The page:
Money -- or the lack of it -- talks
Here's the sad truth in NASCAR today: No matter how good a driver is, even a former champion who leads the standings, it won't save him if he doesn't have a sponsor.
Kenseth, the 2003 Cup champion who leads the 2012 standings, has raced all season without a primary sponsor. Jack Roush, with some help from Ford, has been footing the bill out of his own pocket.
That gets old, and empty, in a hurry at the Cup level. But this just looks awful.
For the moment, the potential 2012 champion is in limbo, something that certainly won't help his chances of winning that crown.
Rumors swirled around the garage last weekend at Sonoma that Kenseth would sign with Joe Gibbs Racing for 2013. Hopefully, that announcement will come soon. Otherwise, one of the most respected drivers in NASCAR is racing in no man's land.
Kenseth, 40, will race for someone next year in a quality ride. He remains one of the best drivers in the sport.
But for Roush to announce this move before midseason is highly unusual. Actually, it just flat stinks.
Let's talk numbers, as in money. Sources confirmed that Stenhouse, the defending Nationwide Series champion, has a contract with RFR that pays him a base salary somewhere around $250,000.
Kenseth is making north of 20 times that amount as his base. No doubt Stenhouse will get a bump in pay next year, but it won't be anywhere close to what Kenseth is making.
Therefore, no matter what happens with securing a new sponsor for the 17 team, Roush is saving a boatload of money.
Nothing against Stenhouse, a talented 24-year-old driver from Mississippi who deserves a shot at the Cup level. But it's a shame it has to come at Kenseth's expense.
This happens in every sport, of course. Older athletes making big money get shipped elsewhere for up-and-comers that cost a lot less. But making the announcement now is a little tawdry.
Kenseth has spent his entire NASCAR career with Roush. He has been RFR's anchor, so it's sad to see this happen now.
Maybe Roush knows something we don't, like Kenseth already cut a deal with Gibbs. Maybe Roush just doesn't want to endure a summer-long sideshow like he had last year when Carl Edwards was being courted by Gibbs and other teams before deciding to stay at RFR.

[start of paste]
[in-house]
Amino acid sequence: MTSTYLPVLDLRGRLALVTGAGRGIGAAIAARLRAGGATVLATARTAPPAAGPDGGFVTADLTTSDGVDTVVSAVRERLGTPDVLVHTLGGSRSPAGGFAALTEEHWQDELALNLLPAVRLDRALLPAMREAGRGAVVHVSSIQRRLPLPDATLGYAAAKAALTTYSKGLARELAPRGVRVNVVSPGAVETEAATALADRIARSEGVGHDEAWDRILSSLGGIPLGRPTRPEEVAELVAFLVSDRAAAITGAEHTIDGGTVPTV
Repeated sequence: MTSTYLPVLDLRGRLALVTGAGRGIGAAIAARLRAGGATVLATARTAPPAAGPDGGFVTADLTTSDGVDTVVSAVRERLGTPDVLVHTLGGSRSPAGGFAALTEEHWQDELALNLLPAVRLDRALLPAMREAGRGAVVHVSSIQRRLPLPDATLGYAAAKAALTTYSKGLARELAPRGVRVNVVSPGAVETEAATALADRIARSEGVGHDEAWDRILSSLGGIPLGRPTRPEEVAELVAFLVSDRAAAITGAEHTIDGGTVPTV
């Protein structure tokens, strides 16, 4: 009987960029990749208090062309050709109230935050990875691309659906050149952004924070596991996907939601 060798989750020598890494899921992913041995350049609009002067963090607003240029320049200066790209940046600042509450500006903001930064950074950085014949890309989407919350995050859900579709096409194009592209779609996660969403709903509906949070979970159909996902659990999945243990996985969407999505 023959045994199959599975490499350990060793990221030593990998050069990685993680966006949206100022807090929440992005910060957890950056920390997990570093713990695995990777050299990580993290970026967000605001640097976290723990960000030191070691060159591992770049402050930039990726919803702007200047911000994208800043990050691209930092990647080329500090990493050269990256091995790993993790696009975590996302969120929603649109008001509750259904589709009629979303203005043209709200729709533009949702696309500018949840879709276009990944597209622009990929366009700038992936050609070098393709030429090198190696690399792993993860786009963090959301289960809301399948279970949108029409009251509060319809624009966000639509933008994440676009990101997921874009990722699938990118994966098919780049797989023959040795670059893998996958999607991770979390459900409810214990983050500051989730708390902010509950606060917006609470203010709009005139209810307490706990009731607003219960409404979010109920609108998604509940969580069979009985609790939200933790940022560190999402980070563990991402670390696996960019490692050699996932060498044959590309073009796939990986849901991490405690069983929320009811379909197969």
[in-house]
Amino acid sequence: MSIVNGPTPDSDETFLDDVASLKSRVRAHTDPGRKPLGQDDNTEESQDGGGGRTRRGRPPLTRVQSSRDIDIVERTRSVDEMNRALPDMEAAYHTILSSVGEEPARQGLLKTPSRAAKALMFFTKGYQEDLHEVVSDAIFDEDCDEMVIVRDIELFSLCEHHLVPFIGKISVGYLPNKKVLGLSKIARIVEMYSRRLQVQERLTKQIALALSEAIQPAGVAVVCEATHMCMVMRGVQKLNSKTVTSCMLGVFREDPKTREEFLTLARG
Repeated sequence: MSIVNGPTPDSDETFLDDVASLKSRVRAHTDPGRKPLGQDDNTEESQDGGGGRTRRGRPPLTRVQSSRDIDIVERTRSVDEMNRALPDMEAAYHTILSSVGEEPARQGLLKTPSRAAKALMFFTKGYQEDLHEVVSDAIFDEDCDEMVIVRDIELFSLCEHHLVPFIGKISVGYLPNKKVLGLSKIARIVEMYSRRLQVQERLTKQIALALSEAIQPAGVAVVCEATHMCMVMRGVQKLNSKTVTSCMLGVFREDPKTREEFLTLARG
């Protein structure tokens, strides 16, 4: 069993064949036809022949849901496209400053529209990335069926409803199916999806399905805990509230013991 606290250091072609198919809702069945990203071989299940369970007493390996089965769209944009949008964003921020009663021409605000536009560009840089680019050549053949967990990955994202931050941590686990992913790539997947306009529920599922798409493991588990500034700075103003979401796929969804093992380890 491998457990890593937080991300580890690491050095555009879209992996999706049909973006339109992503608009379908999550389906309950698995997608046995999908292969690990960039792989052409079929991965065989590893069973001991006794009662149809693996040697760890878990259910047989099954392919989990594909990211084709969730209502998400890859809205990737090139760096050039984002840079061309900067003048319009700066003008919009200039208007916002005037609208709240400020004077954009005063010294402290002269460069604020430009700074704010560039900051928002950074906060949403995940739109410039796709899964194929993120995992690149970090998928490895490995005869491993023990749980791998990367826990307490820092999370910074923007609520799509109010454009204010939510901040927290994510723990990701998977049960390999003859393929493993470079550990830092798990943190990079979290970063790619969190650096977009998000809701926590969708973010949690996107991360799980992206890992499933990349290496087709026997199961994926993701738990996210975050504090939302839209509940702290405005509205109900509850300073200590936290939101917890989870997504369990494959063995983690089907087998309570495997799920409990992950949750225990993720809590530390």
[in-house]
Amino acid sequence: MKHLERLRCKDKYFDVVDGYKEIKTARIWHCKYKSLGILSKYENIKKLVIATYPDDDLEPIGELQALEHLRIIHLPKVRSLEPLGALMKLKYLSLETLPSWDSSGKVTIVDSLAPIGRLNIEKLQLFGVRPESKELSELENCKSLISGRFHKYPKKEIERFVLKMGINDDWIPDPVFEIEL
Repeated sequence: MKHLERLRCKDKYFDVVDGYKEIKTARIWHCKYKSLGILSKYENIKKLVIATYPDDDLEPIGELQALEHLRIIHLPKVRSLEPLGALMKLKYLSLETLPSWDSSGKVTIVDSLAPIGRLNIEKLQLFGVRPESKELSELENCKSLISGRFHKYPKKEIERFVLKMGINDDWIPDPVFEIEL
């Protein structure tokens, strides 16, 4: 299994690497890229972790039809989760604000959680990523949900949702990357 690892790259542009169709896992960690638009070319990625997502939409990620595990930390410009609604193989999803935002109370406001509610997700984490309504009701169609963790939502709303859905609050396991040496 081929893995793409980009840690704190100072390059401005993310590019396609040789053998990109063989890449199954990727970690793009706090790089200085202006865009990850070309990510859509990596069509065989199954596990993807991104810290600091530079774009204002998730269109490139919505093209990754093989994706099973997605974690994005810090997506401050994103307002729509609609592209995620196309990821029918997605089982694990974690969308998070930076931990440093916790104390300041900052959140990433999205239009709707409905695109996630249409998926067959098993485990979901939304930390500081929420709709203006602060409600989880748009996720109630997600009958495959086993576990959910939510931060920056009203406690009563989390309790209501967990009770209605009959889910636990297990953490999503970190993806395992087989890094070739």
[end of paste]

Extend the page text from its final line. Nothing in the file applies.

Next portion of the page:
Whatever the reason, it's disappointing to see it go down this way for one of the real class acts in NASCAR. Kenseth is a quiet man, with a surprising dry wit that he shows every now and then, but he's not exactly a walking billboard for potential sponsors.
Honestly, it may be easier for the RFR marketing department to sell a handsome, young, single guy like Stenhouse to corporate America than it is a milquetoast old dad like Kenseth.
We'll see if Home Depot feels differently about it. The Kenseth news must be a little unsettling for 22-year-old Joey Logano, whom Home Depot sponsors in the No. 20 Toyota for JGR.
Logano won two weeks ago at Pocono and JGR officials said all is well. Joey is in its long-term plans. However, all that may hinge on finding a sponsor for a fourth car for Kenseth, or whatever Home Depot officials want.
Kenseth's free-agent status also is bad news for Kurt Busch, who hopes to act like a grownup (as he did Sunday in his third-place finish at Sonoma) and find a quality ride for 2013.
There was speculation that Busch's future could be at JGR with little brother Kyle. That appears doubtful now.
And it's not good news for Ryan Newman, who also doesn't have a 2013 sponsor in the No. 39 Chevy at Stewart-Haas Racing. Kenseth is going to get a ride that Busch or Newman might have gotten.
But this move is great news for 21-year-old Trevor Bayne, the 2011 Daytona 500 winner. Bayne also is under contract with Roush, but he doesn't have a full-time ride.
He likely will take Stenhouse's Nationwide ride next season and be in line for a fourth Cup car at RFR when sponsorship is secured.
Anytime you have a major driver move, some people win and some lose. What an odd celebration it will be at Homestead, Fla., in November if Kenseth wins his second Cup title.
If it happens, he will go out a winner. If it doesn't, he still goes out a winner. And Kenseth has many winning days ahead, wherever he ends up.